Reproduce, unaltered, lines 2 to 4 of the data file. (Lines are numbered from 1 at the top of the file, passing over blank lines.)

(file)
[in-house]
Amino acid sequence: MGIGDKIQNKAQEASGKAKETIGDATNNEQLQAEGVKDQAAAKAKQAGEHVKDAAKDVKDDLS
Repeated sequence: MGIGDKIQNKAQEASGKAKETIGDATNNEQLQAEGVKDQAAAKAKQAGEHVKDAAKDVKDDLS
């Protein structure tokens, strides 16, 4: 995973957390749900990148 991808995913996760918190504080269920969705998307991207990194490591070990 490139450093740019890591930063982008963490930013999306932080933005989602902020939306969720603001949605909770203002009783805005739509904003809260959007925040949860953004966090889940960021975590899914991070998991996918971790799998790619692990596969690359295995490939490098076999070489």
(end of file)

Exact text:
Amino acid sequence: MGIGDKIQNKAQEASGKAKETIGDATNNEQLQAEGVKDQAAAKAKQAGEHVKDAAKDVKDDLS
Repeated sequence: MGIGDKIQNKAQEASGKAKETIGDATNNEQLQAEGVKDQAAAKAKQAGEHVKDAAKDVKDDLS
């Protein structure tokens, strides 16, 4: 995973957390749900990148 991808995913996760918190504080269920969705998307991207990194490591070990 490139450093740019890591930063982008963490930013999306932080933005989602902020939306969720603001949605909770203002009783805005739509904003809260959007925040949860953004966090889940960021975590899914991070998991996918971790799998790619692990596969690359295995490939490098076999070489």